Gov. Brownback signs Kansas income tax cut bill

Brownback signs legislation making more cuts to Kansas income taxes, trimming sales taxes

Associated Press

TOPEKA, Kan. (AP) -- Proclaiming Kansas "open for business," Gov. Sam Brownback on Thursday signed into law a measure that makes additional income tax cuts over the next five years while generating new revenue through higher sales taxes and other adjustments.

He said the changes make the Kansas tax code "fairer, flatter and simpler for families and small businesses."

"This approach broadens the base and lowers tax rates for the benefit of the maximum number of Kansans," Brownback said during a ceremony at a construction site in Overland Park. "The result has been three years of historic and innovative tax relief. Our pro-growth tax policies will pave the way for Kansas to be the best place in America to raise a family and grow a business.

The changes in income tax rates include an adjustment in the standard deduction for personal income taxes starting in tax year 2014.

The legislation also addresses the state sales tax, which had been scheduled to drop in July from 6.3 percent to 5.7 percent. Lawmakers voted instead to trim the rate slightly to 6.15 percent, which will raise an estimated $777 million over five years.

Senate Minority Leader Anthony Hensley, a Topeka Democrat, said Brownback isn't pursuing lower taxes so much as pushing to shift the burden to paying taxes to poor and middle-class families. He mocked the governor for planning a trip to the Paris Air Show shortly after signing the bill.

"It's reminiscent of Marie Antoinette — 'Let them eat cake,'" Hensley said.

Legislators approved the measure this year after passing massive income tax cuts in 2012. Brownback has said he hopes eventually to eliminate the state income tax entirely.

The tax package was viewed by Brownback during the 2013 session as completing what he sought to do last year when the first phase of tax cuts were enacted. That plan originally had several so-called "pay-for" provision that sought to offset the rate cuts by eliminating certain itemized deductions and exemptions, including those for mortgage and interest payments.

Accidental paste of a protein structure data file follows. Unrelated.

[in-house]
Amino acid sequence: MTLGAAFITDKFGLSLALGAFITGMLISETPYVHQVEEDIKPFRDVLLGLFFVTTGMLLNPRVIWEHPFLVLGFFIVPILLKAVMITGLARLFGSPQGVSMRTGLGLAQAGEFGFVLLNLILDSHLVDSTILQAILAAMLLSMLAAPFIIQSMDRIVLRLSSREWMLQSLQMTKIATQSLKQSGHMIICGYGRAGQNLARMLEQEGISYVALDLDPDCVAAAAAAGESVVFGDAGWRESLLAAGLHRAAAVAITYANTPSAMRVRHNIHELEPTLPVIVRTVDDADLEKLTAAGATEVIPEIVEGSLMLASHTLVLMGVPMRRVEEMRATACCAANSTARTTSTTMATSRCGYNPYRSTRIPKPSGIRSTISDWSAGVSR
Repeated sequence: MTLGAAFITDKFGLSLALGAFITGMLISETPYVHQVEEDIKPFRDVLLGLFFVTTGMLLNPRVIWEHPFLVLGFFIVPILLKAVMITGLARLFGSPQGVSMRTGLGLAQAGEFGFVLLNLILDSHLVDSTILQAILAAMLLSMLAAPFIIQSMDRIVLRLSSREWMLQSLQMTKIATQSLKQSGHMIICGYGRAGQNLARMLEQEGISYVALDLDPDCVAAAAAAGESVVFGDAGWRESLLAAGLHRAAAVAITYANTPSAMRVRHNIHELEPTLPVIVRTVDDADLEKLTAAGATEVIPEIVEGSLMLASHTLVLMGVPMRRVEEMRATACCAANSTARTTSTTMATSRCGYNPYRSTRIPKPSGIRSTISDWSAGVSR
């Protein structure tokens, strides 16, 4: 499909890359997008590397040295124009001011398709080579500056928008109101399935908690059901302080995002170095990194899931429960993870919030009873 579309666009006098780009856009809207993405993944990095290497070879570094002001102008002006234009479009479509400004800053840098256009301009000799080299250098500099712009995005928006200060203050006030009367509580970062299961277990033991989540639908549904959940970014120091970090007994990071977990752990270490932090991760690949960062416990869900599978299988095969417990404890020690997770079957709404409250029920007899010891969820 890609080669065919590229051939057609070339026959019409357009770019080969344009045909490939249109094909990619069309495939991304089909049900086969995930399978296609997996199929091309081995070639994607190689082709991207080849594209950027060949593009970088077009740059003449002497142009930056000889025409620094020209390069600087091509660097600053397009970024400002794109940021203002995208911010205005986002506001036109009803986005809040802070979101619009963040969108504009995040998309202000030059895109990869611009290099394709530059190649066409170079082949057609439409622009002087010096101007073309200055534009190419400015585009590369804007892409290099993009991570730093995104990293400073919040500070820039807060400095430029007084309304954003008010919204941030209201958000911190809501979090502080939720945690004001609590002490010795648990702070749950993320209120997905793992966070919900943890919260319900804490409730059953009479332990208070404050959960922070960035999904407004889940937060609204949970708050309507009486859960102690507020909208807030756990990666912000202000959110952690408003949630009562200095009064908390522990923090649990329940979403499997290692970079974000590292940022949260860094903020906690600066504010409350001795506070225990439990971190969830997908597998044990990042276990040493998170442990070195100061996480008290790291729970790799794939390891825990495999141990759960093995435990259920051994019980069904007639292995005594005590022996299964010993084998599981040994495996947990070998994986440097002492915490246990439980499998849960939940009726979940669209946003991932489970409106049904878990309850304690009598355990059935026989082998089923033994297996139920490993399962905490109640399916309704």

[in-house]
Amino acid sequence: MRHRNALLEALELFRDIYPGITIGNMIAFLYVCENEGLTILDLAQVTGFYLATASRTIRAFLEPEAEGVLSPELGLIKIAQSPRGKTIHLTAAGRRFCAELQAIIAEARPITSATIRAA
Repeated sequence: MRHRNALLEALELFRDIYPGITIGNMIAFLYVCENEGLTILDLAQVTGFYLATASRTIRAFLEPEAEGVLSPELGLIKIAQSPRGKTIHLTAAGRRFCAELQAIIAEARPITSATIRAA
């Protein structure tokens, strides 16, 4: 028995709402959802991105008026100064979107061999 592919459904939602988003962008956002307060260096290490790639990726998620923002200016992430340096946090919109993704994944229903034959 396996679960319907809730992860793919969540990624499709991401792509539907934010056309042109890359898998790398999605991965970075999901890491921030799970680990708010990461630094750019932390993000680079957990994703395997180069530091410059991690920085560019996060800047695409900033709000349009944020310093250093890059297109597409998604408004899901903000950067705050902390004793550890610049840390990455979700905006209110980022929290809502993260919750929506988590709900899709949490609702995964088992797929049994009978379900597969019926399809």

In the 2012 law, Kansas collapsed the three-bracket system into two and lowered rates. It also boosted the standard deduction for married couples and single parents and exempted the owners of 191,000 partnerships, sole proprietorships and other businesses from income taxes.

Conservative Republicans pushed the initial cuts through last year while acknowledging that the plan was too aggressive and would need refinement in 2013. Those changes in the bill signed by Brownback on Thursday include decreasing income tax deductions over time as overall rates drop, as well as giving a less generous standard deduction for married couples and single parents.

The top in personal income tax rate will drop to 3.9 percent for 2018, down from 4.9 percent, and promises future rate reductions in years when revenues grow more than 2 percent.

Hensley said the tax policy pursued by Brownback will cause ongoing financial problems for the state and jeopardize funding for schools, higher education, social services and public safety.

"It just won't work. The numbers don't add up," Hensley said. "The road map is a road map to ruin."

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